A great way of doing this task would be to use the IIf function as a new calculated column within the Query.  This will enable us to display a value indicating whether the exam has been passed or failed.  The IIf function allows us to specify a conditional expression (in a similar way to a query criteria), but then to go on and specify a value to be displayed based on whether the result of the expression happens to be true or false.  In our case we want the expression to determine whether the value contained in a percentage result field is, say,  greater than 50%, and if it is, display "PASS", or else display "FAIL".

The IIf function is constructed as follows:

IIf(Conditional Expression,  True_Condition, False_Condition)

The first parameter we pass for this function is the conditional expression.  In our case this would be Result > 50.  The Second parameter we pass is the string value which appears if the condition is true (for us this would be "PASS"); and the third parameter is the string value which appears if the condition is false (for us this would be "FAIL").  As such we would construct our own particular IIf function like this:

IIf([Result] > 50,  "Pass", "Fail")

We shall enter the this expression into our query as follows:

Figure 2: The IIf Function has been entered into the third column using the alias Pass.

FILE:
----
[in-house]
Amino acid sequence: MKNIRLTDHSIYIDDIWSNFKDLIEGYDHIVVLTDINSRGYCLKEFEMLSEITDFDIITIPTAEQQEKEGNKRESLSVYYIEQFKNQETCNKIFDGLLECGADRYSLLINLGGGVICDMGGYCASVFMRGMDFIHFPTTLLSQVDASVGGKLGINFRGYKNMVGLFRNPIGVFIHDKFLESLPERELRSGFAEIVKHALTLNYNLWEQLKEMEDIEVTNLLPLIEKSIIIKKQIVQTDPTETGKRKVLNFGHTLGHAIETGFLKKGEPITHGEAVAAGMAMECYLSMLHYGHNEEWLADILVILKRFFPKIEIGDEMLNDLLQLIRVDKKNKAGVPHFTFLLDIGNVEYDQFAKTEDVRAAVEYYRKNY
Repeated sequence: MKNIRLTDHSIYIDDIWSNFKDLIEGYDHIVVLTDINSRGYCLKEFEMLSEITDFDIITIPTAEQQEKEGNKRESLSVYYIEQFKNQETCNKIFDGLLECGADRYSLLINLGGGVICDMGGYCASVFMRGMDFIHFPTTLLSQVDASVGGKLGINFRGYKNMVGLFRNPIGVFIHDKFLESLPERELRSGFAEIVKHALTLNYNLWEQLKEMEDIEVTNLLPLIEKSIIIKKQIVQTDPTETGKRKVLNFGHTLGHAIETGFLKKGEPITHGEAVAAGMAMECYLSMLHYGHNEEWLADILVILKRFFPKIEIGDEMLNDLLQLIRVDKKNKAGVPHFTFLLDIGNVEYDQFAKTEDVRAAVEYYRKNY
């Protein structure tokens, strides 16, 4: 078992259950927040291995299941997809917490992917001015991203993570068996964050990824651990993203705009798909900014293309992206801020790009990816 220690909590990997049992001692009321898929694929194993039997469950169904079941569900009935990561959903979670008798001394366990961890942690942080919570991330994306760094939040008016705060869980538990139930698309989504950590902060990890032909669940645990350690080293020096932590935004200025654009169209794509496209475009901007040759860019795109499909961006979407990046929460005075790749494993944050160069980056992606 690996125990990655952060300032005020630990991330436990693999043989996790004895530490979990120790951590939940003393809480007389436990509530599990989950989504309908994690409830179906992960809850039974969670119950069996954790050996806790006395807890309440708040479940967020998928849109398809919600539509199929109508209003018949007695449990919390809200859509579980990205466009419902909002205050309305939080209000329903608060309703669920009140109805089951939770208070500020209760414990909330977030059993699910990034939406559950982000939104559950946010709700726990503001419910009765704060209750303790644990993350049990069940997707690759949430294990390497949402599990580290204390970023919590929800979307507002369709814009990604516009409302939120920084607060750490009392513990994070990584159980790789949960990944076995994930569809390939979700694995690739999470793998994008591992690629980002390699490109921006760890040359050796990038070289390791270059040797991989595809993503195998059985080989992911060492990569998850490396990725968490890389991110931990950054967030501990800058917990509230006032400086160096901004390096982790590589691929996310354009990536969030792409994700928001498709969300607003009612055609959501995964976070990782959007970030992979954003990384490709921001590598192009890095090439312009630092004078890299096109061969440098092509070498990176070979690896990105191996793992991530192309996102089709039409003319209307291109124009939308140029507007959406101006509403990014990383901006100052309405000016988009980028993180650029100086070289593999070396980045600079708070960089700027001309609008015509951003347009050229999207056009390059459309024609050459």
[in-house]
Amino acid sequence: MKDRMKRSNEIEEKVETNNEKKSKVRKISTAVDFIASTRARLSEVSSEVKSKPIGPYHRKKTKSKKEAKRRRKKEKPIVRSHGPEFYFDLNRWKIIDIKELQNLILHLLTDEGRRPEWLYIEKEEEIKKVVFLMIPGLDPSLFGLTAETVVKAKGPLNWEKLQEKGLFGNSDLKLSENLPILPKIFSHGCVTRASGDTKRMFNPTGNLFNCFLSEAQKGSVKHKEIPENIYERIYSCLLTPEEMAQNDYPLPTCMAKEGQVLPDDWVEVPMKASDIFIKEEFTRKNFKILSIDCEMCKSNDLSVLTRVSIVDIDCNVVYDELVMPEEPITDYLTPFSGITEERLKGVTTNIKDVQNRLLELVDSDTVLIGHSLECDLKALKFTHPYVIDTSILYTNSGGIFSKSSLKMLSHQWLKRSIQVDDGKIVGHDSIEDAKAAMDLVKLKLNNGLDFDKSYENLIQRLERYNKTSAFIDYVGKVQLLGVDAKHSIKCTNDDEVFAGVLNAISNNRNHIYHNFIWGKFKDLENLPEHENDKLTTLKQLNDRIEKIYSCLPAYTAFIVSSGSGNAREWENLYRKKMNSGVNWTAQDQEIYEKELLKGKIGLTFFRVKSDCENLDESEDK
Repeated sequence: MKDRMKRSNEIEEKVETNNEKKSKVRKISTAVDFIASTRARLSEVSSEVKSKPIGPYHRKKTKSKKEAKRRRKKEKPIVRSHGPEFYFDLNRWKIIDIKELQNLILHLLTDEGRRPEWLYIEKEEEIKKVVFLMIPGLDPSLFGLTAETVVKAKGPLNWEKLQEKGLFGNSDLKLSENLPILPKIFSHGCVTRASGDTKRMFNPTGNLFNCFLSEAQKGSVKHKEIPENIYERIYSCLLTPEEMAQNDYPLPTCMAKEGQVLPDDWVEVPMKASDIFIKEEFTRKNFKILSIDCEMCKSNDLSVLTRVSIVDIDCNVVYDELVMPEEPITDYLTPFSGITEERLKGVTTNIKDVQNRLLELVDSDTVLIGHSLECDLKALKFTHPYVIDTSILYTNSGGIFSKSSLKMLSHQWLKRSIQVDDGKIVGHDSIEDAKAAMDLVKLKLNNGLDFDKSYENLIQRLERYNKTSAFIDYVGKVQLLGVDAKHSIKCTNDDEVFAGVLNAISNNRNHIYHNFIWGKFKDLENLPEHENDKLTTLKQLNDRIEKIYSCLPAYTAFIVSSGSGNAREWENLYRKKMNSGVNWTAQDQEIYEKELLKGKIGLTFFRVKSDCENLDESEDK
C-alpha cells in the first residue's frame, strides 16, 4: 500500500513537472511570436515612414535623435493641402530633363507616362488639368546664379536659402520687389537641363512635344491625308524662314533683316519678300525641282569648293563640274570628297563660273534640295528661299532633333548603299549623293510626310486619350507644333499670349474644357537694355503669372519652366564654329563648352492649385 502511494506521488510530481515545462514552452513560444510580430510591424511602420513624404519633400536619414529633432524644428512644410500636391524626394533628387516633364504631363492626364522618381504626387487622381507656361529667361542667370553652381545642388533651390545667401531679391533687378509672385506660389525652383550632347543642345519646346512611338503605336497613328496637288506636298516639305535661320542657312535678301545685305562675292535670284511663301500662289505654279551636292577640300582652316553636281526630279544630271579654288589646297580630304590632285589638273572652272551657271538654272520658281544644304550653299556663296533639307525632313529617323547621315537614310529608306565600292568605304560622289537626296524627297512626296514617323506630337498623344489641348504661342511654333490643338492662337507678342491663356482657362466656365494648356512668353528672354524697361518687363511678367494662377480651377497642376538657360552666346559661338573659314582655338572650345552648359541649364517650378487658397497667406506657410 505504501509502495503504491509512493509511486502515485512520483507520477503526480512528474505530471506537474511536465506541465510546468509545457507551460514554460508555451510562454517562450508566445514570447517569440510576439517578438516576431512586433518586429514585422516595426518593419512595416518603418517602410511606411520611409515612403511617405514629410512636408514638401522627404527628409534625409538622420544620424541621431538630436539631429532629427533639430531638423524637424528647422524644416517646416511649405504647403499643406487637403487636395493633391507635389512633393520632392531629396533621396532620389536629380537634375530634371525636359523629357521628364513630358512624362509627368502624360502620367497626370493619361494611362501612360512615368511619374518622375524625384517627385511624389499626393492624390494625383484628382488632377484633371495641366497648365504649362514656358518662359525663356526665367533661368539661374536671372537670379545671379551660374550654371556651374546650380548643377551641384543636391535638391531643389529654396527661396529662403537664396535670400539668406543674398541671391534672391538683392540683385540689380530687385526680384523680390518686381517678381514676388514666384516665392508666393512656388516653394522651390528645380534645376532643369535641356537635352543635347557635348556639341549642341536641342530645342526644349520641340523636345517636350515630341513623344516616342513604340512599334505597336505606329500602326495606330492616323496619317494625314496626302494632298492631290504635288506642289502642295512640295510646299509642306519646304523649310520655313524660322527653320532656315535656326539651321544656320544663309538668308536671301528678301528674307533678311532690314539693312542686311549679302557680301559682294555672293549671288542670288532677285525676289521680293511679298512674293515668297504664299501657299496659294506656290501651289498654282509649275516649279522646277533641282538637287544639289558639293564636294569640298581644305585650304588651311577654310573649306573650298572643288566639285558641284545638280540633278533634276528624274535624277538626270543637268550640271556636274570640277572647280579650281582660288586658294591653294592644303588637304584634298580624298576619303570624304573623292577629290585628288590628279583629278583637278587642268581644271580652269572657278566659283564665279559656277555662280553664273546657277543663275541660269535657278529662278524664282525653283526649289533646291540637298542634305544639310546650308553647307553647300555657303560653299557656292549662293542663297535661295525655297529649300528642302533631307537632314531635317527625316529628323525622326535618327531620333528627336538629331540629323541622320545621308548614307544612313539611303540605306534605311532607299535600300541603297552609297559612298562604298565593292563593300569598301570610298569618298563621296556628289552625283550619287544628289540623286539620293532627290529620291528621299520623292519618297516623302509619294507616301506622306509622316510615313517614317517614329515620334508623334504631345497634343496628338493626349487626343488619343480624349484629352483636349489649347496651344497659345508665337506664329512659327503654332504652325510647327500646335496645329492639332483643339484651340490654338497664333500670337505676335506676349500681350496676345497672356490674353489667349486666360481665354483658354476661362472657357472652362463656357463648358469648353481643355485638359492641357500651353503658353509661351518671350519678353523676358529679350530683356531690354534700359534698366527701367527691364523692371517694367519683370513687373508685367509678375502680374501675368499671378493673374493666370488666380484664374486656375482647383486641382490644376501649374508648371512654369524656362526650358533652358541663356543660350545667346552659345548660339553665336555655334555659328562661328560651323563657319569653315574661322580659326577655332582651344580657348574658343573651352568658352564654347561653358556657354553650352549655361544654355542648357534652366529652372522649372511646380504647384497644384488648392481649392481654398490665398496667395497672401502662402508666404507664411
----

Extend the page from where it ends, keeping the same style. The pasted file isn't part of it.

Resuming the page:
As you can see we have entered our IIf function in the last column on the right.  We have used the alias "Pass" to describe the data to be displayed in this column.  (For more information about alias's and using functions in Access Queries, please see this explanation in relation to the DateDiff Function).  Just remember to separate the alias name from the function with a colon as shown in Figure 2 above.

Now lets run the query and see what we get:

Figure 3: the results of our query to calculate whether
a student has passed or failed an exam.
As you can see, the IIf function has correctly assigned a Pass or Fail based on the percentage Result attained.

Friday, 12 August 2011

Calculating Date Difference: Using the DateDiff Function

Suppose you want to calculate the difference between two dates.  An example of this might be a Library Management System: somebody returns an overdue library book, and receives a fine based on the number of days it happens to be late.  Our two dates in this instance would be the DueDate and the actual DateReturned.  To calculate the difference between these two dates we may use the DateDiff Function.

We could use the DateDiff Function as a Calculated Control (just put an = sign in front of it and enter the function as the textbox's CONTROL SOURCE), or within a VBA Code Module.  In this example, however, we shall use it within an Access Query.